The Supreme Court on Tuesday agreed to hear a case involving a Colorado web designer who is challenging the state’s anti-discrimination law, claiming that it violates her First Amendment rights.
Lorie Smith, a conservative Christian who owns a web design company, filed suit against the state of Colorado after it rejected her request for an exemption from a law that protects individuals from discrimination on the basis of sexual orientation and gender identity. Smith believes that the law violates her right to free speech, arguing that she cannot be forced to create web designs for same-sex marriages.
The Supreme Court will consider the case in its next term, starting in October. It agreed to consider “whether applying a public-accommodation law to compel an artist to speak or stay silent violates the Free Speech Clause of the First Amendment,” NBC reports.
The case echoes another that the Supreme Court heard in 2018, involving the owner of Masterpiece Cakeshop, who refused to create a wedding cake for a same-sex couple. In that case, SCOTUS ruled in favor of Masterpiece Cakeshop, citing that a previous state ruling against it had shown hostility toward the owner’s religious beliefs.
At the time, the Court’s decision did not consider whether or not the baker’s right to freedom of speech had been violated by broader anti-discrimination laws.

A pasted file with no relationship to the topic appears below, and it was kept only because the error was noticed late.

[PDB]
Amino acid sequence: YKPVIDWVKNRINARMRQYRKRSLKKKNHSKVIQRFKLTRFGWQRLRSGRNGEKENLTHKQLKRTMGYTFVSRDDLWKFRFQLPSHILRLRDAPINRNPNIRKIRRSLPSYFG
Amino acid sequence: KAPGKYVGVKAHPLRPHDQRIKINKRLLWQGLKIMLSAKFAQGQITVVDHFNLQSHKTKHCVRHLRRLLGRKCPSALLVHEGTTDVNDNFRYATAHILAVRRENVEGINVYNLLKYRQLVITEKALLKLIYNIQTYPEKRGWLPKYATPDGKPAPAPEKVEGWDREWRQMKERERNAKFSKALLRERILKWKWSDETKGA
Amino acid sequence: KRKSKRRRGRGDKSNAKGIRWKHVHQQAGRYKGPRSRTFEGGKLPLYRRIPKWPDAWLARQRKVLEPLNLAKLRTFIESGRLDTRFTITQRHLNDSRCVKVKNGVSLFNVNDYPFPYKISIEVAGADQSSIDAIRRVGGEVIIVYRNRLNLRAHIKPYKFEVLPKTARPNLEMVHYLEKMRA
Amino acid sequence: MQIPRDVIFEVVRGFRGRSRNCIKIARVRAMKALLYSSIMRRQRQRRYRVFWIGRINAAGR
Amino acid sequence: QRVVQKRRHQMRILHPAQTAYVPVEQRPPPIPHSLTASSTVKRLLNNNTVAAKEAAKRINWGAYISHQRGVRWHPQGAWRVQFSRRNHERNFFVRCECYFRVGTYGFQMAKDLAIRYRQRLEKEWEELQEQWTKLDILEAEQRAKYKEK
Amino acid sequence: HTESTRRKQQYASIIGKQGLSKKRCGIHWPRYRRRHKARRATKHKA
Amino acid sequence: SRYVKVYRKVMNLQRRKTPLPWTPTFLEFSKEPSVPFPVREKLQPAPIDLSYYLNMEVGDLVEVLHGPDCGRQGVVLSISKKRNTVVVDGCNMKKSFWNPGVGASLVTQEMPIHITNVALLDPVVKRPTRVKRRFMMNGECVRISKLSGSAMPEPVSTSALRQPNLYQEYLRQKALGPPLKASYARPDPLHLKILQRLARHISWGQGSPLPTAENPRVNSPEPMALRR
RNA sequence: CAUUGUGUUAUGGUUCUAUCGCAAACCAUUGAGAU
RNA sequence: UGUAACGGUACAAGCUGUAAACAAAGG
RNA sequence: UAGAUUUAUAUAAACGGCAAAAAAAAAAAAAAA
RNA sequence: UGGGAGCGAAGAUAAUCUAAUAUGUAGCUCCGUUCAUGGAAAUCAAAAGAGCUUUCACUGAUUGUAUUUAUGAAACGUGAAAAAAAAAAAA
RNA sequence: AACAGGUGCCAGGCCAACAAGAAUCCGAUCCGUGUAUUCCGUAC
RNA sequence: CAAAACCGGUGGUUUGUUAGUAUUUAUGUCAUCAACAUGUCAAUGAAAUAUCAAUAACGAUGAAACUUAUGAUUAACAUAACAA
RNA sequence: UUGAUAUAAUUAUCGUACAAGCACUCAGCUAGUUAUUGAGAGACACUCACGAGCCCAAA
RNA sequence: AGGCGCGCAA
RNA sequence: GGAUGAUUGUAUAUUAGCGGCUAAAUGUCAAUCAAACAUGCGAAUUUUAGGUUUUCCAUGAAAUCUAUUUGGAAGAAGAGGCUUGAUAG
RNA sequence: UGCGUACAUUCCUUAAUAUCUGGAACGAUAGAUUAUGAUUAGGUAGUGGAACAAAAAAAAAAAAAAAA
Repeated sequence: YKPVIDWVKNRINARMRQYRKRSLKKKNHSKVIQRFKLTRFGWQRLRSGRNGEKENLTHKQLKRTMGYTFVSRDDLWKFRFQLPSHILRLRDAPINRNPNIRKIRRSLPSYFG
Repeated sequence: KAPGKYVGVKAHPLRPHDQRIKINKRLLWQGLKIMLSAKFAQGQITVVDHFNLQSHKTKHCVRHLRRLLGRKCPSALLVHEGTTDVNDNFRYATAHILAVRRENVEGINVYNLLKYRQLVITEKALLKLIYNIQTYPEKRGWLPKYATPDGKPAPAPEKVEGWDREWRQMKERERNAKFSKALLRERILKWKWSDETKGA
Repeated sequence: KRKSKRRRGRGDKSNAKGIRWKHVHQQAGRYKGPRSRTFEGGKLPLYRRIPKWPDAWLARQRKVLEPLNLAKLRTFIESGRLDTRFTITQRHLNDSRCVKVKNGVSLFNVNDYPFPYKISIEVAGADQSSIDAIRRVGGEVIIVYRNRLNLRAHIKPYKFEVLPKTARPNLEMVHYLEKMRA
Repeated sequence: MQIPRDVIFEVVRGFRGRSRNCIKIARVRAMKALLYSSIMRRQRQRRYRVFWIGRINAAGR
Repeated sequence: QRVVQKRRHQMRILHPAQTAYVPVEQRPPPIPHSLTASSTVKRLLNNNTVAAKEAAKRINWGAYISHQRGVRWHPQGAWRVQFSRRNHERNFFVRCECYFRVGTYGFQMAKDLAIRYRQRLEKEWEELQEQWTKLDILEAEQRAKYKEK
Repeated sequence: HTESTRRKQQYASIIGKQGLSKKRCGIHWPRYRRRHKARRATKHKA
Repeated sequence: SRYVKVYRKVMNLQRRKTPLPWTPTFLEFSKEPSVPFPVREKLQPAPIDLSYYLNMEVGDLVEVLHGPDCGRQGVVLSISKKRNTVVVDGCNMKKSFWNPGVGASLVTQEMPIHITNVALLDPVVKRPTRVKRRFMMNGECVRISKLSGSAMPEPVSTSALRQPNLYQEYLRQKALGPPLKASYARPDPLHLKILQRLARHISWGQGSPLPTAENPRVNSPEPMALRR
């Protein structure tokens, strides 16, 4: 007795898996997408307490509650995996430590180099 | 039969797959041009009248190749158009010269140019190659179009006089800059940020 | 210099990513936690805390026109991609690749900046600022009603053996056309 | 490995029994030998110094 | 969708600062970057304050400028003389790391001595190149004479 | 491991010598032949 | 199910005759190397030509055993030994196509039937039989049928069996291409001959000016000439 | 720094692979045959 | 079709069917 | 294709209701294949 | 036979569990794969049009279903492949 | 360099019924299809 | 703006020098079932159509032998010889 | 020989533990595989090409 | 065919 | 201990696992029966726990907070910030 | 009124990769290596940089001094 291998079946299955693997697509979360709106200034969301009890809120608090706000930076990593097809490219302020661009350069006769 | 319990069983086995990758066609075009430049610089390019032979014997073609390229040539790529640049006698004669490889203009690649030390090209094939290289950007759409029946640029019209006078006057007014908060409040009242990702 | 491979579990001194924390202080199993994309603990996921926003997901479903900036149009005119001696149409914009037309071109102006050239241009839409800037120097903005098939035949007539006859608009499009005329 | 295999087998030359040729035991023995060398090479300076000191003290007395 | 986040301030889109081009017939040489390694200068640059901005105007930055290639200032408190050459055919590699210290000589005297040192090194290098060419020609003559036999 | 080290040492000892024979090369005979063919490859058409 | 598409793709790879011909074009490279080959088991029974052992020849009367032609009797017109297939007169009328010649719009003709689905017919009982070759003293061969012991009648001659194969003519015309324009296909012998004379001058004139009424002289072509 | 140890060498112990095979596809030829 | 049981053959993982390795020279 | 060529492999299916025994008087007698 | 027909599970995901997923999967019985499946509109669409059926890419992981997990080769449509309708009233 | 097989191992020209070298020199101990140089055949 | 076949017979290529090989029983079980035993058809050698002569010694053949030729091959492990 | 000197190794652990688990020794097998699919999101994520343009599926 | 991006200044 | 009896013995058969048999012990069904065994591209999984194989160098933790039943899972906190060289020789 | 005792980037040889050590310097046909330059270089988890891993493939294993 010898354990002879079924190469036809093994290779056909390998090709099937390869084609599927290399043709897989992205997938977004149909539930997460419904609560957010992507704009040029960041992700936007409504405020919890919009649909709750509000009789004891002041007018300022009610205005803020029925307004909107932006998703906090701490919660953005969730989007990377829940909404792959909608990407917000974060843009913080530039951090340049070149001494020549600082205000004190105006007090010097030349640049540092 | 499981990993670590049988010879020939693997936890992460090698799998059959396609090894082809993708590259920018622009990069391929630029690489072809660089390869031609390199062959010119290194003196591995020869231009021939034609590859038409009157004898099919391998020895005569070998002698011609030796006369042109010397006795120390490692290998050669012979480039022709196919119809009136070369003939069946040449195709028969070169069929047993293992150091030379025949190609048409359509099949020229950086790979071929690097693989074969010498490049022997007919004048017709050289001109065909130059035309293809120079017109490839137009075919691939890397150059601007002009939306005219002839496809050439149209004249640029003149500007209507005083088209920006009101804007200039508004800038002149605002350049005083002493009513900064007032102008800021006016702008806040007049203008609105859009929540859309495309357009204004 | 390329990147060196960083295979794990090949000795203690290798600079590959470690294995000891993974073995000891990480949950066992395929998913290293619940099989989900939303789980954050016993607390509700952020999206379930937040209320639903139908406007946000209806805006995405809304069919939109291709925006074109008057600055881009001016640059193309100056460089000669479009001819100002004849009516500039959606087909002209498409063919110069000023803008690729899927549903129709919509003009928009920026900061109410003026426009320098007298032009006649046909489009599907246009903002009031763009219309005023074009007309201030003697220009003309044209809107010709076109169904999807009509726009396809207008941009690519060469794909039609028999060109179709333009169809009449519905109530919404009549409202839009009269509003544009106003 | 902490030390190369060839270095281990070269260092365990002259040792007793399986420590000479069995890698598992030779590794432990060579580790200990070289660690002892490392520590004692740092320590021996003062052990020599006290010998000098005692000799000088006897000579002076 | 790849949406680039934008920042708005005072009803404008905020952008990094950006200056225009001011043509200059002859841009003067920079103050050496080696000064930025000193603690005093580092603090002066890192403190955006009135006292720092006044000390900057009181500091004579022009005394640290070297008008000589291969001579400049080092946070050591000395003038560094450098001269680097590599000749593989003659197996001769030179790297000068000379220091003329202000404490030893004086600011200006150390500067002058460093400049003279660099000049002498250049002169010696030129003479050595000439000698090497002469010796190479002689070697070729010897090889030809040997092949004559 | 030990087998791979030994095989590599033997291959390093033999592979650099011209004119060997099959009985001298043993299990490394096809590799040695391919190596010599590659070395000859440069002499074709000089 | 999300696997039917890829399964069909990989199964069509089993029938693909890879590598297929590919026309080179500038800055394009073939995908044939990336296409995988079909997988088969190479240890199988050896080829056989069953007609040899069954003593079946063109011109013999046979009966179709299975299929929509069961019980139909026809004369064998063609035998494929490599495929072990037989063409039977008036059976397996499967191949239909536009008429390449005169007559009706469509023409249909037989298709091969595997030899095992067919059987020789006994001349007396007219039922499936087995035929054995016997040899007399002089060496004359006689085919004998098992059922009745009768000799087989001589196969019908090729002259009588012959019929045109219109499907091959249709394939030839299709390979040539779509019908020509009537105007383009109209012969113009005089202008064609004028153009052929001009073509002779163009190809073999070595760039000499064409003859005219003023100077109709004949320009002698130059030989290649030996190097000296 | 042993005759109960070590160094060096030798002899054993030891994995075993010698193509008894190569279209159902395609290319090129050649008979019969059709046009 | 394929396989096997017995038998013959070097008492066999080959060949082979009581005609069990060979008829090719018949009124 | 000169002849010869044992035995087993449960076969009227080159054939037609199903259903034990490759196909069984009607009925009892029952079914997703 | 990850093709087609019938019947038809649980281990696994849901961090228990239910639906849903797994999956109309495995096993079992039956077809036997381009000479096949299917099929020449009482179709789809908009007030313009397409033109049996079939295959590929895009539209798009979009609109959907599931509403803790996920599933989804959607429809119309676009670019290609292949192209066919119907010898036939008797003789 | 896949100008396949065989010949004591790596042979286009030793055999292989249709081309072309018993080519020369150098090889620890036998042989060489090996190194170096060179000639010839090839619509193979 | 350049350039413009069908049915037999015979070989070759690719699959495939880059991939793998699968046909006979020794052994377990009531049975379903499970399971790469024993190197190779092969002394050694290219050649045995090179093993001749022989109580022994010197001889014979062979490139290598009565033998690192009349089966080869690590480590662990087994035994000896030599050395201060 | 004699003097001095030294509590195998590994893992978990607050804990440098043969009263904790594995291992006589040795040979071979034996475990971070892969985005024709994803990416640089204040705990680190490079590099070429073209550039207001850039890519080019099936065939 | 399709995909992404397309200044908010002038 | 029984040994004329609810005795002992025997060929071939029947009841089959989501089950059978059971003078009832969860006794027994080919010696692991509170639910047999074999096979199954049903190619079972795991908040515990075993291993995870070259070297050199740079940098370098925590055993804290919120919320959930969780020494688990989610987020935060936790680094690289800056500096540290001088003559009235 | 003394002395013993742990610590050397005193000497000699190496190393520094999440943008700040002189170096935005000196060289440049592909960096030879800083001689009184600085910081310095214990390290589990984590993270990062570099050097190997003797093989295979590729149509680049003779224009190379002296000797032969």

Unlike Masterpiece, Smith does not appear to have refused services to any particular party. Instead, she is challenging the law after the state wouldn’t allow her to post a disclaimer on her business’s website, informing potential clients that she will not design for same-sex weddings.
The 10th Circuit Court of Appeals, which heard arguments in Smith’s case, ruled in favor of the state last summer.
Because Smith’s case is more generalized around her right to free speech, a decision by the Court will have to address the relationship between anti-discrimination laws and freedom of speech with regards to religious expression: Should businesses have the right to refuse services based on their beliefs?
In a statement posted to its website, Lambda Legal called on the Supreme Court to rule in favor of the state, citing that religious beliefs should not grant individuals the right to discriminate against others. “The constitutional protections for religious freedom and free speech were never intended as weapons of discrimination for those doing business with the general public,” said Senior Counsel Jennifer C. Pizer in the statement.
“More than fifty years ago, the U.S. Supreme Court firmly condemned use of personal freedoms to excuse businesses’ discrimination,” she went on to say, adding, “But the justices’ decision in Masterpiece Cakeshop lacked that clarity and invited discrimination. The Court can and should clear up that confusion by upholding the well-reasoned decision of the Tenth Circuit.”
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